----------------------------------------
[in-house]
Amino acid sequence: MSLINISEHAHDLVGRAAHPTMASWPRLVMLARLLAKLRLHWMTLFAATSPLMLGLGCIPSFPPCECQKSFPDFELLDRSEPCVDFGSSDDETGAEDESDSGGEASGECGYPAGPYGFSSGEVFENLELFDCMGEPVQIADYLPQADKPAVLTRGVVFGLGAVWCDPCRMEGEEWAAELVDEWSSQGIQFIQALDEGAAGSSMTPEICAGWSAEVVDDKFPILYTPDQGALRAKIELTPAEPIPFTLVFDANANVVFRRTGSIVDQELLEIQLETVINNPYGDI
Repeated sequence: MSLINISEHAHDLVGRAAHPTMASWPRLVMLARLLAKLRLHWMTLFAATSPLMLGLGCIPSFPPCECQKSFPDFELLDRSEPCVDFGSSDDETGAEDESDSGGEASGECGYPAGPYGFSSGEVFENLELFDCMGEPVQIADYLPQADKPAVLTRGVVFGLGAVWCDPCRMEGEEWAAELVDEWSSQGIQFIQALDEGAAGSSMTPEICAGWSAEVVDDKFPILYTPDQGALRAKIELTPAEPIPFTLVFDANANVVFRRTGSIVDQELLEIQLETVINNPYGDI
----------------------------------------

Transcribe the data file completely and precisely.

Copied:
[in-house]
Amino acid sequence: MSLINISEHAHDLVGRAAHPTMASWPRLVMLARLLAKLRLHWMTLFAATSPLMLGLGCIPSFPPCECQKSFPDFELLDRSEPCVDFGSSDDETGAEDESDSGGEASGECGYPAGPYGFSSGEVFENLELFDCMGEPVQIADYLPQADKPAVLTRGVVFGLGAVWCDPCRMEGEEWAAELVDEWSSQGIQFIQALDEGAAGSSMTPEICAGWSAEVVDDKFPILYTPDQGALRAKIELTPAEPIPFTLVFDANANVVFRRTGSIVDQELLEIQLETVINNPYGDI
Repeated sequence: MSLINISEHAHDLVGRAAHPTMASWPRLVMLARLLAKLRLHWMTLFAATSPLMLGLGCIPSFPPCECQKSFPDFELLDRSEPCVDFGSSDDETGAEDESDSGGEASGECGYPAGPYGFSSGEVFENLELFDCMGEPVQIADYLPQADKPAVLTRGVVFGLGAVWCDPCRMEGEEWAAELVDEWSSQGIQFIQALDEGAAGSSMTPEICAGWSAEVVDDKFPILYTPDQGALRAKIELTPAEPIPFTLVFDANANVVFRRTGSIVDQELLEIQLETVINNPYGDI